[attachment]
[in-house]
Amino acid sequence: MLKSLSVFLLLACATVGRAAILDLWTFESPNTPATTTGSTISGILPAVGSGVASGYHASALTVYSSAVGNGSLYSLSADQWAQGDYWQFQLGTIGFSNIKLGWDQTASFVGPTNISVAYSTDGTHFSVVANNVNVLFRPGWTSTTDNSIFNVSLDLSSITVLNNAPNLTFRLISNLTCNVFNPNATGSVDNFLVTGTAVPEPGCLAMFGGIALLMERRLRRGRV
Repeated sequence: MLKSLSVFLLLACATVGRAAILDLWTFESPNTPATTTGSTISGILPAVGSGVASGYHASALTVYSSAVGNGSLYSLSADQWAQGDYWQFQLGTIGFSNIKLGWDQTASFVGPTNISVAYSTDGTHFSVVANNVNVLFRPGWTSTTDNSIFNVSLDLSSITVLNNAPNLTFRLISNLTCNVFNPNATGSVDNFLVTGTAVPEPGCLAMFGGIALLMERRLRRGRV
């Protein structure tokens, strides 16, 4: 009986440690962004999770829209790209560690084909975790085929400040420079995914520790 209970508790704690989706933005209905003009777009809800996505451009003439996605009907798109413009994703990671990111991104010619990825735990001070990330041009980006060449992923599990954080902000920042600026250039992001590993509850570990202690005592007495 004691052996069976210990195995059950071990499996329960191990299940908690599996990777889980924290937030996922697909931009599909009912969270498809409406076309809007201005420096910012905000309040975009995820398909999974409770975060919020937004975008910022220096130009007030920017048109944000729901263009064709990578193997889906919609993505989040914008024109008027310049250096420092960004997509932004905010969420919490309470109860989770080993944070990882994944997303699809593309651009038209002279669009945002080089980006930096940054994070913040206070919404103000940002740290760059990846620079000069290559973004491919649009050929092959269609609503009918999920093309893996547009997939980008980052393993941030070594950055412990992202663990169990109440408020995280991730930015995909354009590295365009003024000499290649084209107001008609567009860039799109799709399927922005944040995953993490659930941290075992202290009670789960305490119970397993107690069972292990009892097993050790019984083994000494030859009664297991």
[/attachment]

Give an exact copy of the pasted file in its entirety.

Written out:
[in-house]
Amino acid sequence: MLKSLSVFLLLACATVGRAAILDLWTFESPNTPATTTGSTISGILPAVGSGVASGYHASALTVYSSAVGNGSLYSLSADQWAQGDYWQFQLGTIGFSNIKLGWDQTASFVGPTNISVAYSTDGTHFSVVANNVNVLFRPGWTSTTDNSIFNVSLDLSSITVLNNAPNLTFRLISNLTCNVFNPNATGSVDNFLVTGTAVPEPGCLAMFGGIALLMERRLRRGRV
Repeated sequence: MLKSLSVFLLLACATVGRAAILDLWTFESPNTPATTTGSTISGILPAVGSGVASGYHASALTVYSSAVGNGSLYSLSADQWAQGDYWQFQLGTIGFSNIKLGWDQTASFVGPTNISVAYSTDGTHFSVVANNVNVLFRPGWTSTTDNSIFNVSLDLSSITVLNNAPNLTFRLISNLTCNVFNPNATGSVDNFLVTGTAVPEPGCLAMFGGIALLMERRLRRGRV
């Protein structure tokens, strides 16, 4: 009986440690962004999770829209790209560690084909975790085929400040420079995914520790 209970508790704690989706933005209905003009777009809800996505451009003439996605009907798109413009994703990671990111991104010619990825735990001070990330041009980006060449992923599990954080902000920042600026250039992001590993509850570990202690005592007495 004691052996069976210990195995059950071990499996329960191990299940908690599996990777889980924290937030996922697909931009599909009912969270498809409406076309809007201005420096910012905000309040975009995820398909999974409770975060919020937004975008910022220096130009007030920017048109944000729901263009064709990578193997889906919609993505989040914008024109008027310049250096420092960004997509932004905010969420919490309470109860989770080993944070990882994944997303699809593309651009038209002279669009945002080089980006930096940054994070913040206070919404103000940002740290760059990846620079000069290559973004491919649009050929092959269609609503009918999920093309893996547009997939980008980052393993941030070594950055412990992202663990169990109440408020995280991730930015995909354009590295365009003024000499290649084209107001008609567009860039799109799709399927922005944040995953993490659930941290075992202290009670789960305490119970397993107690069972292990009892097993050790019984083994000494030859009664297991």